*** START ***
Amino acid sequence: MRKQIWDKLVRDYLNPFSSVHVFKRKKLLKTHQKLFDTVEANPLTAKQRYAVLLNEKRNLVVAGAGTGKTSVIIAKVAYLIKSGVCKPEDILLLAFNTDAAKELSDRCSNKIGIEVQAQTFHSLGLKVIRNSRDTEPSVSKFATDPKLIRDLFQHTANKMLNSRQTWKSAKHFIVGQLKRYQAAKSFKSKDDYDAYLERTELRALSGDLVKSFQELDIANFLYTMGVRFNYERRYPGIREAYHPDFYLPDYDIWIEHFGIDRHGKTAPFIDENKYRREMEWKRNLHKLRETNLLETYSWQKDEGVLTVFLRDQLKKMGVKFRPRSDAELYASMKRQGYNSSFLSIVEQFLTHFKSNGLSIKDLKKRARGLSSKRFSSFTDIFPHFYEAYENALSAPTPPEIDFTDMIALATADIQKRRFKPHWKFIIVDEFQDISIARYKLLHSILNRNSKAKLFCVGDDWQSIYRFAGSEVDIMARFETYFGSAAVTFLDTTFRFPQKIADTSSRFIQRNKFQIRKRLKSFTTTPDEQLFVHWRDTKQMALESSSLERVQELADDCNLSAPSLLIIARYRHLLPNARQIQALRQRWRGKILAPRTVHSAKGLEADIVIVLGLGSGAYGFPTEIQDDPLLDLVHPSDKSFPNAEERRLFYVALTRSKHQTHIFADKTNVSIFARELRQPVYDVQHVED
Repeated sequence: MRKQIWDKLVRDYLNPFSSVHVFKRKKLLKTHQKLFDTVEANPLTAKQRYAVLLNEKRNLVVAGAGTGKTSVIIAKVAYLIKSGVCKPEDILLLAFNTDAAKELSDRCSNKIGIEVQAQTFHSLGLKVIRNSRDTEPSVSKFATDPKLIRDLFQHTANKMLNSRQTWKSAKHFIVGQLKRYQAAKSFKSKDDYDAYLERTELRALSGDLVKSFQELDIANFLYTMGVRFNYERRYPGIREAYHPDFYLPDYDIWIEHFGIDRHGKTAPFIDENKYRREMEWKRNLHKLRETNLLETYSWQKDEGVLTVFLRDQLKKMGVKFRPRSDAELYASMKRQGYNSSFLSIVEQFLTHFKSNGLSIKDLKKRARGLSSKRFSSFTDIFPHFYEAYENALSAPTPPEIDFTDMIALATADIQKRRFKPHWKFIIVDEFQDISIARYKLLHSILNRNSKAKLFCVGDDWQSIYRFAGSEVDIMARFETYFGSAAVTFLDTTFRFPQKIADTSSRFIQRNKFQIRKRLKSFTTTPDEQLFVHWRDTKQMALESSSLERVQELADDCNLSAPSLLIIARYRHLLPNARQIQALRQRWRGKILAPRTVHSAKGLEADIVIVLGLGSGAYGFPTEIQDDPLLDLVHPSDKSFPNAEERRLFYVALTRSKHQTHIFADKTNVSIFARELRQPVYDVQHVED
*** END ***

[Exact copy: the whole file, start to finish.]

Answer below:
Amino acid sequence: MRKQIWDKLVRDYLNPFSSVHVFKRKKLLKTHQKLFDTVEANPLTAKQRYAVLLNEKRNLVVAGAGTGKTSVIIAKVAYLIKSGVCKPEDILLLAFNTDAAKELSDRCSNKIGIEVQAQTFHSLGLKVIRNSRDTEPSVSKFATDPKLIRDLFQHTANKMLNSRQTWKSAKHFIVGQLKRYQAAKSFKSKDDYDAYLERTELRALSGDLVKSFQELDIANFLYTMGVRFNYERRYPGIREAYHPDFYLPDYDIWIEHFGIDRHGKTAPFIDENKYRREMEWKRNLHKLRETNLLETYSWQKDEGVLTVFLRDQLKKMGVKFRPRSDAELYASMKRQGYNSSFLSIVEQFLTHFKSNGLSIKDLKKRARGLSSKRFSSFTDIFPHFYEAYENALSAPTPPEIDFTDMIALATADIQKRRFKPHWKFIIVDEFQDISIARYKLLHSILNRNSKAKLFCVGDDWQSIYRFAGSEVDIMARFETYFGSAAVTFLDTTFRFPQKIADTSSRFIQRNKFQIRKRLKSFTTTPDEQLFVHWRDTKQMALESSSLERVQELADDCNLSAPSLLIIARYRHLLPNARQIQALRQRWRGKILAPRTVHSAKGLEADIVIVLGLGSGAYGFPTEIQDDPLLDLVHPSDKSFPNAEERRLFYVALTRSKHQTHIFADKTNVSIFARELRQPVYDVQHVED
Repeated sequence: MRKQIWDKLVRDYLNPFSSVHVFKRKKLLKTHQKLFDTVEANPLTAKQRYAVLLNEKRNLVVAGAGTGKTSVIIAKVAYLIKSGVCKPEDILLLAFNTDAAKELSDRCSNKIGIEVQAQTFHSLGLKVIRNSRDTEPSVSKFATDPKLIRDLFQHTANKMLNSRQTWKSAKHFIVGQLKRYQAAKSFKSKDDYDAYLERTELRALSGDLVKSFQELDIANFLYTMGVRFNYERRYPGIREAYHPDFYLPDYDIWIEHFGIDRHGKTAPFIDENKYRREMEWKRNLHKLRETNLLETYSWQKDEGVLTVFLRDQLKKMGVKFRPRSDAELYASMKRQGYNSSFLSIVEQFLTHFKSNGLSIKDLKKRARGLSSKRFSSFTDIFPHFYEAYENALSAPTPPEIDFTDMIALATADIQKRRFKPHWKFIIVDEFQDISIARYKLLHSILNRNSKAKLFCVGDDWQSIYRFAGSEVDIMARFETYFGSAAVTFLDTTFRFPQKIADTSSRFIQRNKFQIRKRLKSFTTTPDEQLFVHWRDTKQMALESSSLERVQELADDCNLSAPSLLIIARYRHLLPNARQIQALRQRWRGKILAPRTVHSAKGLEADIVIVLGLGSGAYGFPTEIQDDPLLDLVHPSDKSFPNAEERRLFYVALTRSKHQTHIFADKTNVSIFARELRQPVYDVQHVED